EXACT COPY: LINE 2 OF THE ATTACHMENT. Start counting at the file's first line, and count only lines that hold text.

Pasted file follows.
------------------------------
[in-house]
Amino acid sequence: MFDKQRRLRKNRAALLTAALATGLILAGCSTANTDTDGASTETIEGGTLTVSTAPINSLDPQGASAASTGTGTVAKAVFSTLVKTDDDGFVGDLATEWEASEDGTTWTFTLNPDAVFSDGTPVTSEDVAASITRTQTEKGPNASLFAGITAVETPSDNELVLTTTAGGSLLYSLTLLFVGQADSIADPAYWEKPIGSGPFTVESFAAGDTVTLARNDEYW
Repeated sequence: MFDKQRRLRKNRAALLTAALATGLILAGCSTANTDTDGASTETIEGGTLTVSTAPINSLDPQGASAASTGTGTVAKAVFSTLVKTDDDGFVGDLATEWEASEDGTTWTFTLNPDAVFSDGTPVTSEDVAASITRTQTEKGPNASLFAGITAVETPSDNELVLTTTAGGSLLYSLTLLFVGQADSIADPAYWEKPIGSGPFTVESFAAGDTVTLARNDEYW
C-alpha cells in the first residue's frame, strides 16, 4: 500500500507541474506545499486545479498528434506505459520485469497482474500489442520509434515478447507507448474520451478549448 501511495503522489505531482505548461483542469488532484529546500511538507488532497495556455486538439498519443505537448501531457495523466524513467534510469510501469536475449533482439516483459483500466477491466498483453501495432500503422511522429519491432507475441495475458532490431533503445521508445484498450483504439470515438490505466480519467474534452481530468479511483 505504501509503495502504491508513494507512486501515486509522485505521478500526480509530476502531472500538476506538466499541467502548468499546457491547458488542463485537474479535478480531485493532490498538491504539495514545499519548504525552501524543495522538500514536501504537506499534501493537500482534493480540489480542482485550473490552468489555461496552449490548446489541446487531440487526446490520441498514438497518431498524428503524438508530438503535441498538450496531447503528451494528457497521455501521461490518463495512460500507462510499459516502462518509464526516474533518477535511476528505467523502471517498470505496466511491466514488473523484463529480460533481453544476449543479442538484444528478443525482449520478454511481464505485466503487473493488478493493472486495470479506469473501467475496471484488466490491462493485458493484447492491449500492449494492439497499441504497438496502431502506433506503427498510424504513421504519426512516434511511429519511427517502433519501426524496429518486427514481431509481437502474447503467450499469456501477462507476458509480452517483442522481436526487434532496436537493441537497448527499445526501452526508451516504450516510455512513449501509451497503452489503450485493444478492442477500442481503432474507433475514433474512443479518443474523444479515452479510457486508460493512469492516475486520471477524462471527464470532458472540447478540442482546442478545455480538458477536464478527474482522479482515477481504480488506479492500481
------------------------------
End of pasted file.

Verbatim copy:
Amino acid sequence: MFDKQRRLRKNRAALLTAALATGLILAGCSTANTDTDGASTETIEGGTLTVSTAPINSLDPQGASAASTGTGTVAKAVFSTLVKTDDDGFVGDLATEWEASEDGTTWTFTLNPDAVFSDGTPVTSEDVAASITRTQTEKGPNASLFAGITAVETPSDNELVLTTTAGGSLLYSLTLLFVGQADSIADPAYWEKPIGSGPFTVESFAAGDTVTLARNDEYW